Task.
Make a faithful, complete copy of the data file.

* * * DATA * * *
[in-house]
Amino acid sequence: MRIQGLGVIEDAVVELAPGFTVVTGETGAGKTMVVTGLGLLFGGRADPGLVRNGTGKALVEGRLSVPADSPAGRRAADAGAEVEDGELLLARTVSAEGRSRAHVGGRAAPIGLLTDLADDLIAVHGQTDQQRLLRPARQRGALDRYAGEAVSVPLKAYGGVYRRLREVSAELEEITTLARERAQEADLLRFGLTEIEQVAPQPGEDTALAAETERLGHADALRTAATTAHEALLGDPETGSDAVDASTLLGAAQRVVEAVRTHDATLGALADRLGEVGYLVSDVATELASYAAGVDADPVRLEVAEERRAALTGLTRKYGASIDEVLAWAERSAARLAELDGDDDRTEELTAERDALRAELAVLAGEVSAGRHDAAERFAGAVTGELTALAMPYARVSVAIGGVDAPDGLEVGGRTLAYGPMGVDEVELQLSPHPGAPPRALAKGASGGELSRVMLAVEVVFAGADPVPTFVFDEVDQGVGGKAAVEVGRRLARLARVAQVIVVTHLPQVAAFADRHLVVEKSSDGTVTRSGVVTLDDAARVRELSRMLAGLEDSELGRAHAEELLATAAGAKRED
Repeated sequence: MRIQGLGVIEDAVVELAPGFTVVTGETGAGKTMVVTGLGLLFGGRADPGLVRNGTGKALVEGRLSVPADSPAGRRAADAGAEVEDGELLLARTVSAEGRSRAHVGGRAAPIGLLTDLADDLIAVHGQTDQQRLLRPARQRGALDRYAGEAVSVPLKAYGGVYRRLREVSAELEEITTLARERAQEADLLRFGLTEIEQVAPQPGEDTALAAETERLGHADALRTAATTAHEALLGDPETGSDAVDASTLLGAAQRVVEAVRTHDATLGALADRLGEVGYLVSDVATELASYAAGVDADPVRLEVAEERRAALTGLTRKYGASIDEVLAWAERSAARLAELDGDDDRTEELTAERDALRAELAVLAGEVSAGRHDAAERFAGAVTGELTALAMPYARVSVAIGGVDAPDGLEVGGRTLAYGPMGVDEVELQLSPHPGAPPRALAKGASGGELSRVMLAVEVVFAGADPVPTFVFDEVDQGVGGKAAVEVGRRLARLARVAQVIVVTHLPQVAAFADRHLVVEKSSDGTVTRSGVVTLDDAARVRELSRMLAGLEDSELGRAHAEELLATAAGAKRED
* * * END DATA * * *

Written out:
[in-house]
Amino acid sequence: MRIQGLGVIEDAVVELAPGFTVVTGETGAGKTMVVTGLGLLFGGRADPGLVRNGTGKALVEGRLSVPADSPAGRRAADAGAEVEDGELLLARTVSAEGRSRAHVGGRAAPIGLLTDLADDLIAVHGQTDQQRLLRPARQRGALDRYAGEAVSVPLKAYGGVYRRLREVSAELEEITTLARERAQEADLLRFGLTEIEQVAPQPGEDTALAAETERLGHADALRTAATTAHEALLGDPETGSDAVDASTLLGAAQRVVEAVRTHDATLGALADRLGEVGYLVSDVATELASYAAGVDADPVRLEVAEERRAALTGLTRKYGASIDEVLAWAERSAARLAELDGDDDRTEELTAERDALRAELAVLAGEVSAGRHDAAERFAGAVTGELTALAMPYARVSVAIGGVDAPDGLEVGGRTLAYGPMGVDEVELQLSPHPGAPPRALAKGASGGELSRVMLAVEVVFAGADPVPTFVFDEVDQGVGGKAAVEVGRRLARLARVAQVIVVTHLPQVAAFADRHLVVEKSSDGTVTRSGVVTLDDAARVRELSRMLAGLEDSELGRAHAEELLATAAGAKRED
Repeated sequence: MRIQGLGVIEDAVVELAPGFTVVTGETGAGKTMVVTGLGLLFGGRADPGLVRNGTGKALVEGRLSVPADSPAGRRAADAGAEVEDGELLLARTVSAEGRSRAHVGGRAAPIGLLTDLADDLIAVHGQTDQQRLLRPARQRGALDRYAGEAVSVPLKAYGGVYRRLREVSAELEEITTLARERAQEADLLRFGLTEIEQVAPQPGEDTALAAETERLGHADALRTAATTAHEALLGDPETGSDAVDASTLLGAAQRVVEAVRTHDATLGALADRLGEVGYLVSDVATELASYAAGVDADPVRLEVAEERRAALTGLTRKYGASIDEVLAWAERSAARLAELDGDDDRTEELTAERDALRAELAVLAGEVSAGRHDAAERFAGAVTGELTALAMPYARVSVAIGGVDAPDGLEVGGRTLAYGPMGVDEVELQLSPHPGAPPRALAKGASGGELSRVMLAVEVVFAGADPVPTFVFDEVDQGVGGKAAVEVGRRLARLARVAQVIVVTHLPQVAAFADRHLVVEKSSDGTVTRSGVVTLDDAARVRELSRMLAGLEDSELGRAHAEELLATAAGAKRED